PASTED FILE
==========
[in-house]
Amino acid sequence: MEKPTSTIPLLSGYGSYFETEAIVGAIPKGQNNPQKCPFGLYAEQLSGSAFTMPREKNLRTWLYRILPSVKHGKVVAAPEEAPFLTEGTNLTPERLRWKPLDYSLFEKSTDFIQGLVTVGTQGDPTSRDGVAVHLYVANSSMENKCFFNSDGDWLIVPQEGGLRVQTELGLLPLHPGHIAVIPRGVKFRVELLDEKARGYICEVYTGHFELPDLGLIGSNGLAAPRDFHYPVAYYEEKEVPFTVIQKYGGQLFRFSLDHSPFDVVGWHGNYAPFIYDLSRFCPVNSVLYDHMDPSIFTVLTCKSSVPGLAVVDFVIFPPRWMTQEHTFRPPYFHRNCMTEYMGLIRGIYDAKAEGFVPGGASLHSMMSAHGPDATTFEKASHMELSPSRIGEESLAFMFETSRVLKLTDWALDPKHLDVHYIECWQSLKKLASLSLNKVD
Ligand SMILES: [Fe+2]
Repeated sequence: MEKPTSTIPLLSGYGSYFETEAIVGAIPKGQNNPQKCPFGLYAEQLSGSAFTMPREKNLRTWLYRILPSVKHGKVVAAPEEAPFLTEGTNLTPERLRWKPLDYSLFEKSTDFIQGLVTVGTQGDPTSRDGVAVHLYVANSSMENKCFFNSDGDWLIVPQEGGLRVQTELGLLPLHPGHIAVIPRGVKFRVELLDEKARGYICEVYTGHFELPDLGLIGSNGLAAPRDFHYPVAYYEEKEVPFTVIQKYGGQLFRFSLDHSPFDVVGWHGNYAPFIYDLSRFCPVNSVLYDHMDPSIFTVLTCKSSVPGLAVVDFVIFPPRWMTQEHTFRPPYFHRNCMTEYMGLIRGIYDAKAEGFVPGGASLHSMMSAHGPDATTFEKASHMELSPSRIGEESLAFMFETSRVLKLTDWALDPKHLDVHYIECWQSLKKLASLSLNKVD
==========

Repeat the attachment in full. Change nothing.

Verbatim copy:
[in-house]
Amino acid sequence: MEKPTSTIPLLSGYGSYFETEAIVGAIPKGQNNPQKCPFGLYAEQLSGSAFTMPREKNLRTWLYRILPSVKHGKVVAAPEEAPFLTEGTNLTPERLRWKPLDYSLFEKSTDFIQGLVTVGTQGDPTSRDGVAVHLYVANSSMENKCFFNSDGDWLIVPQEGGLRVQTELGLLPLHPGHIAVIPRGVKFRVELLDEKARGYICEVYTGHFELPDLGLIGSNGLAAPRDFHYPVAYYEEKEVPFTVIQKYGGQLFRFSLDHSPFDVVGWHGNYAPFIYDLSRFCPVNSVLYDHMDPSIFTVLTCKSSVPGLAVVDFVIFPPRWMTQEHTFRPPYFHRNCMTEYMGLIRGIYDAKAEGFVPGGASLHSMMSAHGPDATTFEKASHMELSPSRIGEESLAFMFETSRVLKLTDWALDPKHLDVHYIECWQSLKKLASLSLNKVD
Ligand SMILES: [Fe+2]
Repeated sequence: MEKPTSTIPLLSGYGSYFETEAIVGAIPKGQNNPQKCPFGLYAEQLSGSAFTMPREKNLRTWLYRILPSVKHGKVVAAPEEAPFLTEGTNLTPERLRWKPLDYSLFEKSTDFIQGLVTVGTQGDPTSRDGVAVHLYVANSSMENKCFFNSDGDWLIVPQEGGLRVQTELGLLPLHPGHIAVIPRGVKFRVELLDEKARGYICEVYTGHFELPDLGLIGSNGLAAPRDFHYPVAYYEEKEVPFTVIQKYGGQLFRFSLDHSPFDVVGWHGNYAPFIYDLSRFCPVNSVLYDHMDPSIFTVLTCKSSVPGLAVVDFVIFPPRWMTQEHTFRPPYFHRNCMTEYMGLIRGIYDAKAEGFVPGGASLHSMMSAHGPDATTFEKASHMELSPSRIGEESLAFMFETSRVLKLTDWALDPKHLDVHYIECWQSLKKLASLSLNKVD